British travellers are worried about bacterial contamination on aircraft, according to a recent survey.
The study reported that 53 percent of the travellers surveyed by Microban Europe, a company producing antibacterial products, are apprehensive about bacterial infection from seat covers, cushions, and head rests, while travelling with airlines.
Alison Southcombe, the marketing director at Microban Europe, said, ‘Air travel puts you in a confined space close to many other people where you breathe recycled air for a long period of time and where your body’s natural defences are often compromised.
While airlines and aircraft manufacturers clearly take subjects such as air filtration and cleanliness very seriously, there is considerable potential for nasty bacteria to spread, and our research shows that travellers are deeply aware of this danger.
A very effective level of antibacterial protection could be build into aircraft interiors. On unprotected surfaces, bacteria can double in number every 20 minutes but our technology disrupts this process, typically killing all bacteria within a 24-hour period.’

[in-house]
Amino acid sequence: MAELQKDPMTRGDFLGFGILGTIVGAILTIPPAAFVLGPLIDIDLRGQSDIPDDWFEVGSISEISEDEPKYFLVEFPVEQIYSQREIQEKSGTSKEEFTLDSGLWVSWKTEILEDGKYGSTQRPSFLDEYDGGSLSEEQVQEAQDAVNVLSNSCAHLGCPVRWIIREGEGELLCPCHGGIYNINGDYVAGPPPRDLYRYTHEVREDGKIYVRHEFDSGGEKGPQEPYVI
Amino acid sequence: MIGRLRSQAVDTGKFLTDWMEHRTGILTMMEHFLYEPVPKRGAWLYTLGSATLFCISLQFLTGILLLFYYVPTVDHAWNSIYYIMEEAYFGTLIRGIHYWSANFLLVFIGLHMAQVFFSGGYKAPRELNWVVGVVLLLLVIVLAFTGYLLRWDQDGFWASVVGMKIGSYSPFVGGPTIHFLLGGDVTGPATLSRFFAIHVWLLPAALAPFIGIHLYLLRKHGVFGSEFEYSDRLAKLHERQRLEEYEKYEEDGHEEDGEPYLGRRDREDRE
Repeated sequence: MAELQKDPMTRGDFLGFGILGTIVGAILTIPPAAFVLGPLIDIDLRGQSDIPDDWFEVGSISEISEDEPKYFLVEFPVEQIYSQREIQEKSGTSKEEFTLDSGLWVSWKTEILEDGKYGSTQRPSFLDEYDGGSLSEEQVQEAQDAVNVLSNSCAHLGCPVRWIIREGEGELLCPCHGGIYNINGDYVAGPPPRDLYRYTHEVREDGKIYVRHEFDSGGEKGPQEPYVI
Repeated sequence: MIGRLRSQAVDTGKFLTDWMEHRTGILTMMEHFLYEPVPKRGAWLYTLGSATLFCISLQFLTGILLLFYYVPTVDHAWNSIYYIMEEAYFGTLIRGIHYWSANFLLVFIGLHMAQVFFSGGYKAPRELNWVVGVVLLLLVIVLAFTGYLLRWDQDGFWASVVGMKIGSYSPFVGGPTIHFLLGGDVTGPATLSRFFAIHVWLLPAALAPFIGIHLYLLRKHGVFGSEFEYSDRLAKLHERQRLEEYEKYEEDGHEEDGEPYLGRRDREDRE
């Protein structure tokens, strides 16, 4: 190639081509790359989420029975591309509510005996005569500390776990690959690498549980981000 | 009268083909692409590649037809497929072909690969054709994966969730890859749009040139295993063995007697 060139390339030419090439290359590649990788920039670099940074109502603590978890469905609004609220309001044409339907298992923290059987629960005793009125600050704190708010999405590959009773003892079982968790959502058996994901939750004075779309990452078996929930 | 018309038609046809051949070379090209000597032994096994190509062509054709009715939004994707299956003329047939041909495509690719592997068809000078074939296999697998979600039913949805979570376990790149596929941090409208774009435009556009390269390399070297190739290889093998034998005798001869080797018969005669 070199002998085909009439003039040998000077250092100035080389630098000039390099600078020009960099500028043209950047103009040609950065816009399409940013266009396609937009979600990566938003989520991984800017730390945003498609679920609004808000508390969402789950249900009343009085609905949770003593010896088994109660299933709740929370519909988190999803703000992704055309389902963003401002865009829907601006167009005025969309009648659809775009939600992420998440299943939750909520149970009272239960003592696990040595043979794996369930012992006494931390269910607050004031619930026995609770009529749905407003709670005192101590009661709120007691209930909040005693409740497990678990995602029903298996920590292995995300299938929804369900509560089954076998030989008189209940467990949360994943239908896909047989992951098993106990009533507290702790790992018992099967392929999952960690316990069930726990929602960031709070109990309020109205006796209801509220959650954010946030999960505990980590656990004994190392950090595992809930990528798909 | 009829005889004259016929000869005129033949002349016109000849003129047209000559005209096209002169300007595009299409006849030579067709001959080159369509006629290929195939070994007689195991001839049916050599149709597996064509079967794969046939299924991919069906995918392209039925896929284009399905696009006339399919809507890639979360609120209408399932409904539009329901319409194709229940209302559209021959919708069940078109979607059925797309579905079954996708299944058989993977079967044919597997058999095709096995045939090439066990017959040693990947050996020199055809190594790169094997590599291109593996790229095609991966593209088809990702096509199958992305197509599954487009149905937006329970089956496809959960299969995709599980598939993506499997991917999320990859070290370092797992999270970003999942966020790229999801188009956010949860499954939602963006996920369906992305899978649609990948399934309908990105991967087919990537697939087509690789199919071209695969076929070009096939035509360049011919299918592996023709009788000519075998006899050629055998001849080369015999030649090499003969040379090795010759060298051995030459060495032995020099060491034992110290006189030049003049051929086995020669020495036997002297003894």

Around 52 percent of respondents have also claimed to be worried about bacterial infection from contaminated built-in trays, armrests and the backs of airline seats. Around 90 percent of respondents would feel more assured if airlines offered antibacterial protection in aircraft interior fabrics and plastics.
A recent finding by the US Centre for Disease Control and Prevention has stated that viruses and bacteria may survive for long periods on the surface of seats, armrests, tray tables, remote control devices and inside stowage pockets on the back seats of the airplanes.